A Virginia group organized to combat election fraud says a check of voter rolls in Maryland and Virginia shows 44,000 people are registered to vote in both states.
"The Virginia Voters Alliance is investigating how to identify voters who are registered and vote in Virginia but live in the states that surround us," the group's president,
Reagan George, told the Virginia State Board of Elections, Watchdog.org reports.
The alliance also said that further investigation by state House and Senate committees turned up 31,000 dead voters via the Social Security Administration's Death Master File.
The Board of Elections' processing of the information eventually came up with 40,000 to 60,000 dead voter registrations.
"Dead voter registrations are prime targets for voter fraud, which generate few complaints," George said, according to Watchdog.org.
The alliance called on the Board of Elections to take several steps to prevent election fraud.
George says Virginia should tighten laws that allow absentee voters to mail in ballots without proving their identity, check the validity of the more than 50,000 registered voters who reside in nursing homes and rehab centers in the wake of reports of voting irregularities among this population, and require proof of citizenship to vote.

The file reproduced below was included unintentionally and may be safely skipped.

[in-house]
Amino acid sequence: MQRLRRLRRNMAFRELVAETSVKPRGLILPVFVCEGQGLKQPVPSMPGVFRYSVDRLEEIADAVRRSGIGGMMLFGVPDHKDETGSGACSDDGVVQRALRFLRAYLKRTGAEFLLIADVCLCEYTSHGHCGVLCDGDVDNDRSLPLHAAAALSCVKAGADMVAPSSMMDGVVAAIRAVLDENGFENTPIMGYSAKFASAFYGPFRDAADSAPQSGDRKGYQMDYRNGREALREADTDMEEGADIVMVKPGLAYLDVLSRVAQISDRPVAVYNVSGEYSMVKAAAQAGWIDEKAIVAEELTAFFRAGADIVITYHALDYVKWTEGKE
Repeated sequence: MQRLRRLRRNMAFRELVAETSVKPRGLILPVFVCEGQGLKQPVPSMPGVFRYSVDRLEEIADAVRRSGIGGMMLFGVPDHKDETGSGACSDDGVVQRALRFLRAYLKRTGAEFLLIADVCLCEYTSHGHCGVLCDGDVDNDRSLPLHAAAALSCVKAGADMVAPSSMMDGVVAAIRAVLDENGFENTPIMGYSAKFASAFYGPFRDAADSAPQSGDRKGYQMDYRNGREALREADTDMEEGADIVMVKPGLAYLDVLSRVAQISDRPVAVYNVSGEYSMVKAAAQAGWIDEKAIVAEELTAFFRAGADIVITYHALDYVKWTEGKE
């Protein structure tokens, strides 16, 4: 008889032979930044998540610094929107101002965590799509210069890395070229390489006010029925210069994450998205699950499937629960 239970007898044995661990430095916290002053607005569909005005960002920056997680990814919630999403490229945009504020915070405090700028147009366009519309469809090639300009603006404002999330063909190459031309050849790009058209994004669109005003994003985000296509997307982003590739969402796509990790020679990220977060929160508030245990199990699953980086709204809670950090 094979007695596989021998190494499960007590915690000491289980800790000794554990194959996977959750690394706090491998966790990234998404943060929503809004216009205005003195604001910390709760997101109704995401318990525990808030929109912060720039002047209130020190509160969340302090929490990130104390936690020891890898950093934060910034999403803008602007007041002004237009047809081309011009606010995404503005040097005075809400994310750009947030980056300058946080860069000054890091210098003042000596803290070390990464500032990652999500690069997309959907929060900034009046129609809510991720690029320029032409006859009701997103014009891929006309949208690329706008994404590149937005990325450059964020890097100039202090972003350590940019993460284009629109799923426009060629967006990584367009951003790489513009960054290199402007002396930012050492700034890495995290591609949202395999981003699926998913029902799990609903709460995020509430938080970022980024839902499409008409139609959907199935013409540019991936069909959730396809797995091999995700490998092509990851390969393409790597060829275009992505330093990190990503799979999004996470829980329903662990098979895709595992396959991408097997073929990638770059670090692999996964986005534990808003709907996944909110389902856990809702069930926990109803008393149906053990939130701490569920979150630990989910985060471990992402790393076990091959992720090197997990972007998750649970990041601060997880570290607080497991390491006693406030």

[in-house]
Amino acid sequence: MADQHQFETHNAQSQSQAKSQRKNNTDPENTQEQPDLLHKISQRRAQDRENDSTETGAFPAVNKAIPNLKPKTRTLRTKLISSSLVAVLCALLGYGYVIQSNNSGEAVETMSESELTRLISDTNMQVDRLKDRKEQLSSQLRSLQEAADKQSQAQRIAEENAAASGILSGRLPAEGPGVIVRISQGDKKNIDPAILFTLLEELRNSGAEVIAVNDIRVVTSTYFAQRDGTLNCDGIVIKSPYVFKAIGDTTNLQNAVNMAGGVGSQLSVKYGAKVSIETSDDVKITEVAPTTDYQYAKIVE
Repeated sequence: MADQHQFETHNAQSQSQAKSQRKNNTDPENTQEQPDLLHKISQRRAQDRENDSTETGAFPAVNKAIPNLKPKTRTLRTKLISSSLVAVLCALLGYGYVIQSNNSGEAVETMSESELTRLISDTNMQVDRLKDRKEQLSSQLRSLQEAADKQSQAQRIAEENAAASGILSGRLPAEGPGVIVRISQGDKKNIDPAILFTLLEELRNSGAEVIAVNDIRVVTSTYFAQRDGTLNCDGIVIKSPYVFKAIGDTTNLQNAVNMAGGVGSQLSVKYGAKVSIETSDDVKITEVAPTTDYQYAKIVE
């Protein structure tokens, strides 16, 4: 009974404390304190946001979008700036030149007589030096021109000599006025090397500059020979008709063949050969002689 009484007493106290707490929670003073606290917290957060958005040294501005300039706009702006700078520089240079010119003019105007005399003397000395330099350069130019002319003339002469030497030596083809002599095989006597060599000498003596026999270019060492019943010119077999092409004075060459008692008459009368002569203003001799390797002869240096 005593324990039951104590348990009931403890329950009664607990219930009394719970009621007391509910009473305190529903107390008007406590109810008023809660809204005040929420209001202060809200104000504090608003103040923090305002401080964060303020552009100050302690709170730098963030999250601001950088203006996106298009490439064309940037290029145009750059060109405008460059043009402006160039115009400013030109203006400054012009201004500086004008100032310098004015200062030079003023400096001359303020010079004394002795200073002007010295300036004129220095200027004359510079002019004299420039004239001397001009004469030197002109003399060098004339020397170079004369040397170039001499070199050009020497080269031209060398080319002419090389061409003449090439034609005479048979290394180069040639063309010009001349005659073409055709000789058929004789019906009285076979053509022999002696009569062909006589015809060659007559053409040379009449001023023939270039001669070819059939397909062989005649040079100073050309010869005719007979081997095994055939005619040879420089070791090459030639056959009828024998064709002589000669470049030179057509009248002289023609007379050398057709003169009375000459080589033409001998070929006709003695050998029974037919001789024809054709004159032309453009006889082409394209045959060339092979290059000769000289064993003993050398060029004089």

The group also wants an annual audit of felons who are not allowed to vote.
"Virginia must control the registration process, as well as the form used to register voters. The current system is the perfect vehicle for identity theft and 'lost' registrations," George said, Watchdog.org reports.
Jay DeLancy of the North Carolina Voter Integrity Project was on hand as George made his appeal.
Earlier this month, North Carolina election officials announced they were conducting a massive investigation into voter fraud after discovering that thousands of voters may have cast their ballots in two states
during the 2012 presidential election.
The officials are also investigating the cases of dozens of "zombie voters" who appeared to have voted in the general election after their deaths.
As many as 36,000 possible cases of voter fraud were identified.
In Virginia, the battle to spotlight voter fraud seems to just be getting under way.
George said his group will also search for duplicate voters in the District of Columbia and in nearby states such as Pennsylvania, New York, New Jersey, Delaware, North Carolina, Tennessee, West Virginia and Georgia, Watchdog.org reports.
"We are also determining the best way to identify non-citizens who have registered to vote and may have voted in past elections," he added.
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